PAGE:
Two Republican House chairmen are calling on the Obama administration to fire a senior State Department official accused of engaging in a quid pro quo deal with the FBI regarding the classification of some of Hillary ClintonHillary Diane Rodham ClintonSuper PACs release ad campaign hitting Vance over past comments on Trump I voted for Trump in 2020 — he proved to be the ultimate RINO in 2021 Neera Tanden tapped as White House staff secretary MORE’s emails.
"Those who receive classified intelligence should not barter in it — that is reckless behavior with our nation's secrets. Someone who would try to get classification markings doctored should not continue serving in the State Department or retain access to classified information,” House Oversight Committee Chairman Jason ChaffetzJason ChaffetzCongress's latest hacking investigation should model its most recent Fox News Audio expands stable of podcasts by adding five new shows The myth of the conservative bestseller MORE (R-Utah) and Intelligence Committee Chairman Devin Nunes (R-Calif.) said in a statement on Monday.
“Therefore, President Obama and Secretary [of State John] Kerry should immediately remove Under Secretary [Patrick Kennedy] pending a full investigation."
Both the FBI and the State Department have vehemently denied the allegations of quid pro quo, which came in newly released documents from the bureau's investigation of the private email setup Clinton used while she was secretary of State. White House press secretary Josh Earnest on Monday afternoon also blasted Chaffetz.
“When you consider who might be a bad messenger when it comes to prosecuting these criticisms, I might have in mind a congressman who passes around an official business card with a Gmail email address on it — and that’s exactly what Congressman Chaffetz has done,” Earnest said.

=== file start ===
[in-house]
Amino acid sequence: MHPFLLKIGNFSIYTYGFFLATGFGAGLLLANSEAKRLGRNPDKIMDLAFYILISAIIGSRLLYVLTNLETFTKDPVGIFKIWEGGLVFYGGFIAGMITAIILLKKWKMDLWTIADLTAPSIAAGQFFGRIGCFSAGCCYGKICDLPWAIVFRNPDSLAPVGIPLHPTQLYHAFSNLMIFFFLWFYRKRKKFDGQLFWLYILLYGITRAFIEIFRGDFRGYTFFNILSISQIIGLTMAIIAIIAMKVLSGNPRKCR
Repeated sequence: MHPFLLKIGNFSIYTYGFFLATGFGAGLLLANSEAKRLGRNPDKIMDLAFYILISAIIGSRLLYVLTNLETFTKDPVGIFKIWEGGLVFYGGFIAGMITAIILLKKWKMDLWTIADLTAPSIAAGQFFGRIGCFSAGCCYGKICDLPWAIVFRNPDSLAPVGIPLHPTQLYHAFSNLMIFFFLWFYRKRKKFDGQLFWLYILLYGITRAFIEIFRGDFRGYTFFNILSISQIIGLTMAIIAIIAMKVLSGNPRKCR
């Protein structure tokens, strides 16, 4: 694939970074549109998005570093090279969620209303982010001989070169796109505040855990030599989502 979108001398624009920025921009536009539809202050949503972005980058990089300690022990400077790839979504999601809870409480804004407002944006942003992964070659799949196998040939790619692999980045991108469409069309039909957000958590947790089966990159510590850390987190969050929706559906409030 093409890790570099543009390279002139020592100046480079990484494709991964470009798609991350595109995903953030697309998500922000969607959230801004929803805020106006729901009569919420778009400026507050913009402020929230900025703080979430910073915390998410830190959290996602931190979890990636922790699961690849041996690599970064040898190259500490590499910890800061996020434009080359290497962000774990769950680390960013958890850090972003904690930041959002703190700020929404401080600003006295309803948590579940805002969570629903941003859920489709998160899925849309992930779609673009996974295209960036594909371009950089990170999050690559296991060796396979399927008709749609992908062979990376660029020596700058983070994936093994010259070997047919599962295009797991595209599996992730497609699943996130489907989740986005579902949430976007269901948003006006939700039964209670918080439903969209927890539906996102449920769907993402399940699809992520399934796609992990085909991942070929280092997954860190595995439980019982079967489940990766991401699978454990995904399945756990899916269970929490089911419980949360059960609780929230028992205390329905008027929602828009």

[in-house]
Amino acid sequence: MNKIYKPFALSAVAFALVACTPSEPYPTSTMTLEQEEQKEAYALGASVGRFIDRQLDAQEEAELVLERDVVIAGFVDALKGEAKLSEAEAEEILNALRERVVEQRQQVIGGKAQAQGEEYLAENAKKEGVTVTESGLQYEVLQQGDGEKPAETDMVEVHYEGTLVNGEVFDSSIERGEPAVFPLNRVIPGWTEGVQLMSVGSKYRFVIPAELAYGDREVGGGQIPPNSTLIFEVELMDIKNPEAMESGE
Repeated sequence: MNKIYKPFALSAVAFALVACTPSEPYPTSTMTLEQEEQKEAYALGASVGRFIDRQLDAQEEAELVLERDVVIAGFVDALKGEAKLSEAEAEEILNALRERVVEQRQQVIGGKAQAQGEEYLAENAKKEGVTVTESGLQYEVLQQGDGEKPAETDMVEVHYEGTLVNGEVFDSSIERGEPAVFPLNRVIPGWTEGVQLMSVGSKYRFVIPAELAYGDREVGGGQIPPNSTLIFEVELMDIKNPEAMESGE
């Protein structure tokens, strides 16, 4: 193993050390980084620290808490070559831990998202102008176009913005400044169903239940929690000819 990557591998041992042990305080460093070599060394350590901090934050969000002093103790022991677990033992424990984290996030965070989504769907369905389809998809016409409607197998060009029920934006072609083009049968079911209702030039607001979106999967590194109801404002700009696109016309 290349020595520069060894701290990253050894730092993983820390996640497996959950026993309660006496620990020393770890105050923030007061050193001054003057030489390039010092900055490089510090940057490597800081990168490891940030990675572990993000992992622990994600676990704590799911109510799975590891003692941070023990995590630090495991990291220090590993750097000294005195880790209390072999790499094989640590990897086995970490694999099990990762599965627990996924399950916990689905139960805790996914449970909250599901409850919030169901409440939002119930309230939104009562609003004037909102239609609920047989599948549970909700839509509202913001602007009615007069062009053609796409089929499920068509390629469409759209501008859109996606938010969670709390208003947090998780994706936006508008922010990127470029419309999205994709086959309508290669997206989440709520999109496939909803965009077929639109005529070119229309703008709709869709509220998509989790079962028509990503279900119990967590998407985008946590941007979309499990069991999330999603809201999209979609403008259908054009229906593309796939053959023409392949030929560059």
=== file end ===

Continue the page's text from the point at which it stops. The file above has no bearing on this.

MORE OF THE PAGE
“It doesn’t put him in a very good position to be criticizing the email habits of other people when he’s engaged in the worst kind of that behavior.”
Documents released Monday morning revealed that two FBI officials told investigators Kennedy had pressured the agency to alter the “top secret” classification of an email regarding possible arrests in the Benghazi attacks because it “caused problems.”
Kennedy allegedly petitioned officials to declassify the document and place it under a Freedom of Information Act (FOIA) exemption that “would allow him to archive the document in the basement of [the Department of State] never to be seen again.”
According to the two unnamed officials, there was some discussion about a potential quid pro quo arrangement under which the FBI would declassify the document in exchange for expanded authority in Iraq.
The email, from Nov. 18, 2012, remains classified and has since been made public with redactions.
The FBI did not increase its presence in Iraq as a result of this conversation, according to State Department spokesman Mark Toner.
The conversations that Kennedy had with officials about downgrading the classification of the email in question are a normal part of the classification process, Toner said in a statement.
“Classification is an art, not a science, and individuals with classification authority sometimes have different views. There can be applicable FOIA exemptions that are based on both classified and unclassified rules. We have an obligation to ensure determinations as they relate to classification are made appropriately,” Toner said in a statement.
The FBI ultimately recommended no criminal charges against Clinton. But Republicans, who say the FBI mishandled its probe, immediately seized on the revelations as evidence of wrongdoing of the State Department.
“A senior State Department official’s attempt to pressure the FBI to hide the extent of [Clinton’s mishandling of classified information] bears all the signs of a coverup. This is why our aggressive oversight work in the House is so important, and it will continue,” Speaker Paul Ryan (R-Wis.) said in a statement.
Chaffetz and Nunes on Monday sent letters to both Kerry and Inspector General Steve Linick demanding an investigation into Kennedy’s conduct.
“We believe that Under Secretary Kennedy may have inappropriately influenced the review of Secretary Clinton’s emails,” the two chairs wrote Kerry.
“Until a proper investigation can examine the Under Secretary’s behavior and assure the public that he is not carrying out his duties in a corrupt, biased or underhanded manner, we request that you remove him pending an independent investigation.”